Feeds

Mom stole daughter's ID to shake pom-poms

Enrolled in high school to pursue cheerleading dream

Choosing a cloud hosting partner with confidence

A 34-year-old mother who stole her teenage daughter's identity and used it to enroll in high school to pursue her dream of becoming a cheerleader was yesterday committed to three years in a psychiatric unit, the Times reports.

Wendy Brown. Pic: Brown County Sheriff's OfficeWendy Brown (pictured), signed up at Ashwaubenon High School near Green Bay, Wisconsin, and subsequently "went to a pool party with other students and even attended a class" as well as trying out for the cheerleading team.

While her fellow alumni later admitted she "appeared suspiciously older that the rest of the students", she apparently had "the convincing demeanour of a teenager".

The wheels came off Brown's pom-pom plan when she was reported last August for truancy after failing to turn up at school. She was found languishing in a police cell, having been charged on an unrelated forgery rap.

In fact, Brown had a history of fraud and cops described themselves as "not surprised that she had been able to convince people she was her 15-year-old daughter, who is living with a relative in another US state".

While Brown "stated that she wanted to get her high school degree and be a cheerleader because she had no childhood and was trying to regain a part of her life she missed", as court papers put it, police are sceptical.

Lieutenant Jody Crocker, an Ashwaubenon Public Safety officer, said: "Ms Brown's criminal history says she's been involved in fraud and deceptive practices across the country for most of her adult life. It comes to no surprise to us that she was able to pull something like this off.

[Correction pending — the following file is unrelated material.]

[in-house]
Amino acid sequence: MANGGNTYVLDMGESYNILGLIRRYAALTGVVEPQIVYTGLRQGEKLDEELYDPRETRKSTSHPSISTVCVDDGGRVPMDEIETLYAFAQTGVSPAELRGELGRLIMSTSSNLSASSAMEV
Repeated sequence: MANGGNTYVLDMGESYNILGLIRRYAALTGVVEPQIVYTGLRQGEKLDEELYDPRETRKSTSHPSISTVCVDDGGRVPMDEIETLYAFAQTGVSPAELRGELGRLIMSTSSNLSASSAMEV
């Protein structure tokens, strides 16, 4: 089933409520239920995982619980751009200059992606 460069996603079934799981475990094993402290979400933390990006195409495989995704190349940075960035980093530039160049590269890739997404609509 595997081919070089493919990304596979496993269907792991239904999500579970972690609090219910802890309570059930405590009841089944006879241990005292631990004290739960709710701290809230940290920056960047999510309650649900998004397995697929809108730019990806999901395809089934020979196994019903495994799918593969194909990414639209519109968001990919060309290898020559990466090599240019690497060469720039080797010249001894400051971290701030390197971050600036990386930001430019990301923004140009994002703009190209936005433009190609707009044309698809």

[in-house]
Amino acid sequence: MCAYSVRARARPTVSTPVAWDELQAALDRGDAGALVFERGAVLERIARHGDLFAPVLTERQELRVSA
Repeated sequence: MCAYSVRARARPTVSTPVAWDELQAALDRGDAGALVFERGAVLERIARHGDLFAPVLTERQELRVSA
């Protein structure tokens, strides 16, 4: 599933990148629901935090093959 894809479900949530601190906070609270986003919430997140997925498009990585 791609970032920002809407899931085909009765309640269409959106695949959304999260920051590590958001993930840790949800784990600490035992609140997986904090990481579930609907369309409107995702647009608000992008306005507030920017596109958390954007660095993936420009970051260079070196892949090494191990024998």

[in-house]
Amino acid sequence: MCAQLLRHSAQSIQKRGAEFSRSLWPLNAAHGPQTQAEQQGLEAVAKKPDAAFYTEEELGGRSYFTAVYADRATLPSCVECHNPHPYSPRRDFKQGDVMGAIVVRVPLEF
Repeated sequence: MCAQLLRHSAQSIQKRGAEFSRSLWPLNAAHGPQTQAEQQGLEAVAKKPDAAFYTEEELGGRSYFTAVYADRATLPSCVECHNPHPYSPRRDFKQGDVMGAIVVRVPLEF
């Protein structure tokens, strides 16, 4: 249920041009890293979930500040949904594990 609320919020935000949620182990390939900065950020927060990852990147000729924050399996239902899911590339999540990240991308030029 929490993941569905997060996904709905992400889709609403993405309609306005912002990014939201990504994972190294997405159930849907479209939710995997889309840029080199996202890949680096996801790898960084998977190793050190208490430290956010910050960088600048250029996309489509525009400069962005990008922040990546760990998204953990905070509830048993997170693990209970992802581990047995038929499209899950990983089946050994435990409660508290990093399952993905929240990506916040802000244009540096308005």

"I can only guess if history repeats itself her motive has something to do with money. Unless we take it at face value that she wanted to go and relive her childhood. I personally don't buy that."

A court yesterday cleared Brown of identity theft on the grounds of mental impairment and instead dispatched her to the aforementioned psychiatric unit. ®

Security for virtualized datacentres

More from The Register

next story
Every billionaire needs a PANZER TANK, right? STOP THERE, Paul Allen
Angry Microsoftie hauls auctioneers to court over stalled Pzkw. IV 'deal'
WRISTJOB LOVE BONANZA: justWatch sex app promises blind date hookups
Mankind shuffles into the future, five fingers at a time
Apple's Mr Havisham: Tim Cook says dead Steve Jobs' office has remained untouched
'I literally think about him every day' says biz baron's old friend
Cops apologise for leaving EXPLOSIVES in suitcase at airport
'Canine training exercise' SNAFU sees woman take home booming baggage
Flaming drone batteries ground commercial flight before takeoff
Passenger had Something To Declare, instead fiddled while plane burned
prev story

Whitepapers

Providing a secure and efficient Helpdesk
A single remote control platform for user support is be key to providing an efficient helpdesk. Retain full control over the way in which screen and keystroke data is transmitted.
Saudi Petroleum chooses Tegile storage solution
A storage solution that addresses company growth and performance for business-critical applications of caseware archive and search along with other key operational systems.
Security and trust: The backbone of doing business over the internet
Explores the current state of website security and the contributions Symantec is making to help organizations protect critical data and build trust with customers.
Reg Reader Research: SaaS based Email and Office Productivity Tools
Read this Reg reader report which provides advice and guidance for SMBs towards the use of SaaS based email and Office productivity tools.
Security for virtualized datacentres
Legacy security solutions are inefficient due to the architectural differences between physical and virtual environments.